You can apply simple transformations to multiple columns at once in Power Query using the UI only. In this article I show how you can apply advanced transformations on multiple columns at once instead. You can also use this to use custom functions instead. And lastly for the
lazyefficient fans of custom M-functions: You will get a new “TranformAllMyColumnsAtOnceHowILikeIt”-function as well 😉
The Transform-tab in the query editor is sensitive to the columns you select. So if you select multiple number columns for example, some number transformations will be greyed out and are therefore not accessible:
So how could I then multiply all my columns by 10 for example, as the symbol for multiplication is greyed out?
Simply check the columns to transform and select an accessible dummy-function. Ideally, it should contain as many arguments as the intended function, but that’s not mandatory. In our case I choose a function with 2 arguments (for the number and the multiplicator). Rounding -> Round… fits just nicely here:
I enter the number for the multiplicator (10) into the Decimal Places-field.
Now – are you asking yourself where to fill in the reference to the number itself? Then check out the M-code that has been generated automatically in the formula bar:
The query editor has set the reference to the number automatically and it is represented by the underscore (“_”). This represents the (only) function argument that is created automatically. Therefore, it used the syntax sugar “each”-keyword.
As you can see, all the code has been created for every field of the table. Therefore, the only thing we have to tweak now is the function itself. I change “each Number.Round(_, 10)” to “each _ * 10” by copy-pasting it into every column expression:
Using custom functions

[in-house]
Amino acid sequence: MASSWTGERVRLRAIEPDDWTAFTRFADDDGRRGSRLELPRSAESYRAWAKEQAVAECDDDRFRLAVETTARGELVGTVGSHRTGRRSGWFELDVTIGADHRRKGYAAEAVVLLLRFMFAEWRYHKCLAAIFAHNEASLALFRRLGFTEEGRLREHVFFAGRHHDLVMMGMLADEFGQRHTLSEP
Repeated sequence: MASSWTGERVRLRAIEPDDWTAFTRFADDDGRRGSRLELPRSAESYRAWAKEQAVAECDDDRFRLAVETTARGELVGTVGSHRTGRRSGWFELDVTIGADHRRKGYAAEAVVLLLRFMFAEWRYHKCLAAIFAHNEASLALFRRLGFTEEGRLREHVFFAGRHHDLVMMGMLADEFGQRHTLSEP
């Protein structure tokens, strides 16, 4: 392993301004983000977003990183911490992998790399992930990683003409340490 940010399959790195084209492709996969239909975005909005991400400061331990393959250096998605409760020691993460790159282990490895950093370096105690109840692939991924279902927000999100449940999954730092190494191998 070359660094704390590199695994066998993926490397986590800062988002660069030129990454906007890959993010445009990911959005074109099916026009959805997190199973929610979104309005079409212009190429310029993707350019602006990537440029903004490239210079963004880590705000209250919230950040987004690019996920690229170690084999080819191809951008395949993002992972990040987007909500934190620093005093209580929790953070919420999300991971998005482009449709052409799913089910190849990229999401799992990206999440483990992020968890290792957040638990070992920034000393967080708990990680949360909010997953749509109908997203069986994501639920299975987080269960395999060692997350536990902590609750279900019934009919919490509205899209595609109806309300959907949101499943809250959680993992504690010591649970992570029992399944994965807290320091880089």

A user in the Power BI forum lately asked me on how to apply my “RemoveHtmlTags”-function to his whole table. Therefore he would have to:
- Copy the function code from GitHub
- Create a blank query in the query editor
- Edit that query in the advanced editor and replace all existing code with the copied code
- Name that query “fnRemoveHtmlTags”
- Now you should check all columns and apply a dummy-transformation
- Lastly replace the function-part of the generated code with “fnRemoveHtmlTags” like so:
Are you wondering now where the “each” has gone? Actually, it is not necessary for functions with just one argument. Check this article for example for more details about it.
A function for more efficiency
If you want to apply the transformation to all of your table’s columns, the following function will come in handy. Just fill in 3 parameters (Table, Function and Type). Then at the end you can use the optional “ColumnNames”-parameter. In there you can provide a list of column names if you want to restrict the transformation to those columns only.
You should use the parameters as follows:
- Reference to the table itself
- Reference to the function
- Type of the columns to be transformed (attention: you have to use the proper type (without quotes) and not the textual representation)
- optional parameter: List of column names you want to limit the the transformation to certain columns
Enjoy and stay queryious 😉
Edit 20th December 2019: Please check out a much smoother version in Cameron Wallace’s comments down below!